So What Happens if Medicare Stops Paying Its Bills?

Earlier in the quarter, OneMedRadio published a Diagnostics Trends interview with Vijay Aggarwal, Managing Partner of the Channel Group, in which Dr. Aggarwal provided his views on investment and growth strategy within our rapidly changing and still uncertain healthcare ecosystem as it pertains to diagnostics.

The “elephant in the room” is the shifting, uncertain complexity of our regulatory and legislative environment. Exactly to that point, on Wednesday, March 27th Dr. Scott Gottlieb, a Forbes contributor focusing on policy, regulation, and public health posted an article entitled “Medicare Has Stopped Paying Bills For Medical Diagnostic Tests. Patients Will Feel”, which instantly caused a collective shiver among some diagnostics-focused investors and advisory groups.

Rick Pierce, founder of FEP Capital Advisors, an advisory firm in Boston with an extensive background in start-up companies through to profitable exits, IPO’s, market capitalization, and capital markets shared his views on the Forbes article and its implications with us.

“While the article is far too reaching in its generalities and misconstrued facts – even to the point of being misleading, it will serve as fodder to make investing in molecular diagnostics surely more risky in the short term and sideline more conservative investors. Aggressive strategic and professional investors will assess the newly imposed reimbursement risks and uncertainty, impose what they deem an appropriate valuation discount on development stage diagnostic companies, likely greater than the inherent or perceived risk and  be well rewarded in the long run. The losers are young companies and US job creation.”

Rick continued…

“Professional investors are trained to manage risk as it relates to reward and adjust the prices they are willing pay for assets accordingly. Hence, getting to yes with professional investors is all about fulfilling a series of risk parameters balanced with price and probability. The risk list of most diagnostics investors is composed of three major areas: science/technical risk, development/regulatory risk and commercialization/launch risk. Forgetting the first two areas of risk, the Forbes article simply injects a level of uncertainty into commercial/launch risk that makes most professional investors stop their decision making process before even considering technical and development risks. We invest in companies to make money. If companies can’t get paid/reimbursed for goods and services – the investment thesis is broken.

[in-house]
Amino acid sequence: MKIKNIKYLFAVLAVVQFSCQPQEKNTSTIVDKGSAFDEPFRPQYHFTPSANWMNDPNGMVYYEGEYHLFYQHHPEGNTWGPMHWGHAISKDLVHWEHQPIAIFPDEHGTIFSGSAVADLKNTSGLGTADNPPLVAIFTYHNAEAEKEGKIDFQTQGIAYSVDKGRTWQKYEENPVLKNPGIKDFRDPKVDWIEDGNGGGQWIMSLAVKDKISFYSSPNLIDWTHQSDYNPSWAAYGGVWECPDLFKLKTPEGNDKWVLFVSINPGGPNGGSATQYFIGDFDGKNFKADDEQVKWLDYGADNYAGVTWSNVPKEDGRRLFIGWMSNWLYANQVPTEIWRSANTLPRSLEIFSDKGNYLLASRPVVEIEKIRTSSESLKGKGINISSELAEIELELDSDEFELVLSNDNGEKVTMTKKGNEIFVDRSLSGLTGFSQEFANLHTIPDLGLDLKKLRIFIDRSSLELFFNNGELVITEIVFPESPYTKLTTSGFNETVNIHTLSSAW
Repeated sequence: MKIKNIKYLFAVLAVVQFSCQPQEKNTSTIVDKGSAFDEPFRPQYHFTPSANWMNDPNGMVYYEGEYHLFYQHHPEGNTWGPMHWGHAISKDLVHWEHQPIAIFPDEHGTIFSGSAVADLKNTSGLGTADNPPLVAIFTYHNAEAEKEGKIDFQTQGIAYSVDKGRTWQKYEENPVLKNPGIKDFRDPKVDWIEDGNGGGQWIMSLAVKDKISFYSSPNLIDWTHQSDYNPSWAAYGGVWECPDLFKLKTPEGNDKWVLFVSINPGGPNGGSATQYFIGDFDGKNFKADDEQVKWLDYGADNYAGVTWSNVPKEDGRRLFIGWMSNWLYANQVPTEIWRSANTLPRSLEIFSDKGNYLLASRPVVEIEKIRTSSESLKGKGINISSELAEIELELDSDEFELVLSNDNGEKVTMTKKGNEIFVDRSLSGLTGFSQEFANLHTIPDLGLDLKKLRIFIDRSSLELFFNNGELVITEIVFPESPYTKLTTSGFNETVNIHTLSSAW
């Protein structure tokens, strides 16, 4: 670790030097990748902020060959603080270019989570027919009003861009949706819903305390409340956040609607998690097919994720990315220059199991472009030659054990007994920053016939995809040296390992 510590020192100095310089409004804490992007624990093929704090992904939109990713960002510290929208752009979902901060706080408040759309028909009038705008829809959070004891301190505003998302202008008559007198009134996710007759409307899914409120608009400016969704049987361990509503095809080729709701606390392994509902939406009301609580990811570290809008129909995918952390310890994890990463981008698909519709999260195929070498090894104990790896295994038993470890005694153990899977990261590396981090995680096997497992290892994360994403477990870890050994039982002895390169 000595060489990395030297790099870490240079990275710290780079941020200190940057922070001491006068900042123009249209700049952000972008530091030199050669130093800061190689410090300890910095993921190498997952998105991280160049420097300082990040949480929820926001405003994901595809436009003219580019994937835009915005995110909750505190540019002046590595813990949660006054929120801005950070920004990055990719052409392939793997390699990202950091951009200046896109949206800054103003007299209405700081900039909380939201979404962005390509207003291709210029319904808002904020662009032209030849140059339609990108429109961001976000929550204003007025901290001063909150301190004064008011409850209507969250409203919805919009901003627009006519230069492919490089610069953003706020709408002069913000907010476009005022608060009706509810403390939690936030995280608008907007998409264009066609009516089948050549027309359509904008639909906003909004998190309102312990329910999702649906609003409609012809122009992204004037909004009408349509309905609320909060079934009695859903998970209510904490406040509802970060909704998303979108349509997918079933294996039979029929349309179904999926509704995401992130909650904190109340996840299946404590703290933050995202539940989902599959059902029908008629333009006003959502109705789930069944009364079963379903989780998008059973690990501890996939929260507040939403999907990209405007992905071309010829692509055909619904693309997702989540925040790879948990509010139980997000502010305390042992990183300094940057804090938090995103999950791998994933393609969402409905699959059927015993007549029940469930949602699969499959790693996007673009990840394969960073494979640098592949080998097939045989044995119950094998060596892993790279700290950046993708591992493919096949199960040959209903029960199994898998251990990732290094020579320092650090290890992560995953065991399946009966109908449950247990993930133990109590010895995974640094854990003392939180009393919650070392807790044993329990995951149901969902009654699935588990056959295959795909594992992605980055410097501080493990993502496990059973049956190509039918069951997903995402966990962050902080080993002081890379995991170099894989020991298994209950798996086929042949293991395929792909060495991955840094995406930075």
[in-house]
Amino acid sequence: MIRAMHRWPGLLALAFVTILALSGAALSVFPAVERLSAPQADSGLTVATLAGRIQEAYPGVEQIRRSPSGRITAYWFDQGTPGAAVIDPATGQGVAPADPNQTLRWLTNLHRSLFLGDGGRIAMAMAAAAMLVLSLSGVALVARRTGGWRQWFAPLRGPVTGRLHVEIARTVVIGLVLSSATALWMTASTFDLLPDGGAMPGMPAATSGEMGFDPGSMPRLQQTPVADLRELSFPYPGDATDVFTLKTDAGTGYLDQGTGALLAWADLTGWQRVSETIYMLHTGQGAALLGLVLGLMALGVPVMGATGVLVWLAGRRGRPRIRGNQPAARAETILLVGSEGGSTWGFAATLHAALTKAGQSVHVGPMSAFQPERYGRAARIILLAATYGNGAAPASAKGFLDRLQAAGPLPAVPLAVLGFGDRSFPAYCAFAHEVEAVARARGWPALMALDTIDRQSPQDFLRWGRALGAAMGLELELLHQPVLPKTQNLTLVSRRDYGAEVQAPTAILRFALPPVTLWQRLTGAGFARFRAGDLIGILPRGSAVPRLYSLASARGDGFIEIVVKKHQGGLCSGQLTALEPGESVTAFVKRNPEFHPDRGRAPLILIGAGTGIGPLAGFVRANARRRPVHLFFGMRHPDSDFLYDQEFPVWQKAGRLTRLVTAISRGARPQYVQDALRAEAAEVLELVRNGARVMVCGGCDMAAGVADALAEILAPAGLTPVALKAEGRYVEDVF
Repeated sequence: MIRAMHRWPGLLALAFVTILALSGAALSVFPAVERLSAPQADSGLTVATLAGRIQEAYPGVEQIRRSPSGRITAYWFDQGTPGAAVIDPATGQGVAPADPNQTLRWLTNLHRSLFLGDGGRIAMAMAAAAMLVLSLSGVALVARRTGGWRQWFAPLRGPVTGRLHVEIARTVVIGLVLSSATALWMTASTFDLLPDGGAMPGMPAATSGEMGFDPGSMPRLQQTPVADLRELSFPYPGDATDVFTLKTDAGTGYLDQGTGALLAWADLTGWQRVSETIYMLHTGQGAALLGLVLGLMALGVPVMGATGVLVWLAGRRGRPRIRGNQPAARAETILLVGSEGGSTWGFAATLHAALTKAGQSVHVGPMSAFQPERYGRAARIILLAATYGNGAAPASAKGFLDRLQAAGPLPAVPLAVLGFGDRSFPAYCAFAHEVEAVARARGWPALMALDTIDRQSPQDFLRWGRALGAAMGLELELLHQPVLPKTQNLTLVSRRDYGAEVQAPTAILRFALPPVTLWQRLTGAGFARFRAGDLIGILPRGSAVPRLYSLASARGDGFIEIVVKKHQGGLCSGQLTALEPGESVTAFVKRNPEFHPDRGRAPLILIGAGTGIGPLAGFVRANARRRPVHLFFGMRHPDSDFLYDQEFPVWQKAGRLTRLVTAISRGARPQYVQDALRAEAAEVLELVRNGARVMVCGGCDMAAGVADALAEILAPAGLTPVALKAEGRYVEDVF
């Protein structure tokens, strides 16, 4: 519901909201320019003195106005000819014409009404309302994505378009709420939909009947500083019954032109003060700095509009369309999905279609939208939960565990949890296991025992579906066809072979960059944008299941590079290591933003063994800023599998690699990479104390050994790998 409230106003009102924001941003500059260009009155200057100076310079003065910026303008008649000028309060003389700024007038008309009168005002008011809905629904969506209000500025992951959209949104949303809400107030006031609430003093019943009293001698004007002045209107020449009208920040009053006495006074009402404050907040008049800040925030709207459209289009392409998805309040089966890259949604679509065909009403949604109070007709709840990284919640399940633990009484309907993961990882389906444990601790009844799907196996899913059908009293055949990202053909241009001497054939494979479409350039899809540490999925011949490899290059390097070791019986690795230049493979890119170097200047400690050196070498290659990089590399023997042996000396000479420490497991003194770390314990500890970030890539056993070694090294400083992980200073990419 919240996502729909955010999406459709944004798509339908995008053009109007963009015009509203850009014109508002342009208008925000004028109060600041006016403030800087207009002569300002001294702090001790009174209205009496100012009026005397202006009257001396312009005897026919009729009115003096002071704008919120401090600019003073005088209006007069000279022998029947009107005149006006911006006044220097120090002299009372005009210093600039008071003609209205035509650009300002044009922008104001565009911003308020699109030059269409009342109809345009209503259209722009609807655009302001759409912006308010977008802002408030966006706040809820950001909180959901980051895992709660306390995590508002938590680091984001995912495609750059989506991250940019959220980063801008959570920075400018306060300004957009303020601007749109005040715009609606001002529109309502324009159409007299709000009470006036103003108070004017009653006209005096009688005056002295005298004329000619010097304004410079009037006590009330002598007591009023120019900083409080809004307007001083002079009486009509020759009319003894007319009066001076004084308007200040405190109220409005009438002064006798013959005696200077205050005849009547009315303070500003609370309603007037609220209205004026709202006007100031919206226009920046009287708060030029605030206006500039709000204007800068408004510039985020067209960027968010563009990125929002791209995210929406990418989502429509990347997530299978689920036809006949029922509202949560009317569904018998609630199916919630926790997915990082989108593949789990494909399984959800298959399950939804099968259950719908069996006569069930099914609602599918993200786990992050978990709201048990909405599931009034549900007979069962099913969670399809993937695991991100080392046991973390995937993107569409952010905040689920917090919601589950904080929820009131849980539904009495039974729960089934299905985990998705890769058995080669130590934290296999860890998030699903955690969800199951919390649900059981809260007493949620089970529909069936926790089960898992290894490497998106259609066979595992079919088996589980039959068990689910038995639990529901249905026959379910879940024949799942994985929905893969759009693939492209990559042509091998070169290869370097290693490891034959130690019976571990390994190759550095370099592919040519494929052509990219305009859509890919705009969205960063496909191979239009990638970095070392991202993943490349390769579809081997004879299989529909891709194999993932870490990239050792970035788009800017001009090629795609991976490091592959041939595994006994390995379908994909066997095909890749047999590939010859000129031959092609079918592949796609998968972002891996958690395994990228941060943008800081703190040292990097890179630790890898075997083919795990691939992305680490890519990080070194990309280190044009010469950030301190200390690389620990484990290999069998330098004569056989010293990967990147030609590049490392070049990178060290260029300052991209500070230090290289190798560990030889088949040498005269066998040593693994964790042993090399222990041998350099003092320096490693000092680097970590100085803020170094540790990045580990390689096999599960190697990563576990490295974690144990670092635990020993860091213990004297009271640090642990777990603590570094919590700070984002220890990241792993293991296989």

“Reimbursement strategy, from both private and governmental payors if not #1, is high on the commercialization risk list for any diagnostics company or its investors. Therefore, any negative change along the reimbursement continuum equals uncertainty or reduction in valuation. It will surely stifle investments from more conservative strategic or professional investors.

“By passing the buck from the Federal level to the State level and letting a cadre of private reimbursement companies (like Palmetto) set an uneven national standard likely bodes as a harbinger of more broad based cuts in diagnostics in general. Borrowing a NASCAR term, this situation lowers the caution flag for investing in molecular diagnostics companies until these critical issues are resolved.

“However, of greater interest and concern is Government and CMS’ implicit silence in the matter to begin with. Inaction and silence will beget procrastination on the part of the states. This serves to damage the competitiveness of the nation’s diagnostics industry, likely driving more jobs off shore to regain gross margin. Both Democrats and Republicans are on the hook while American’s lose out on so many levels.”

Allison DeMell, President and Founder of Great Lakes Healthcare Innovations, a Meaningful Use, Revenue Cycle, EMR Implementation, and ICD-10 expert advisory group in Ohio added:

“The problem is that they (CMS) never had a clear cut methodology to pay these claims, and that encourages fraud and abuse. We went through the same thing some years ago when physicians were being paid based on a percent of charges instead of a fixed rate per procedure…they’ll (CMS) drag their heels developing a ‘fair’ payment structure, and meanwhile, cancers will go undetected and end up costing us more to treat when the patient actually becomes symptomatic.”

Hopefully investors in the healthcare space and diagnostics in particular will embrace a more optimistic growth perspective, and like the rest of us, continue with business as usual a little lighter on their feet.

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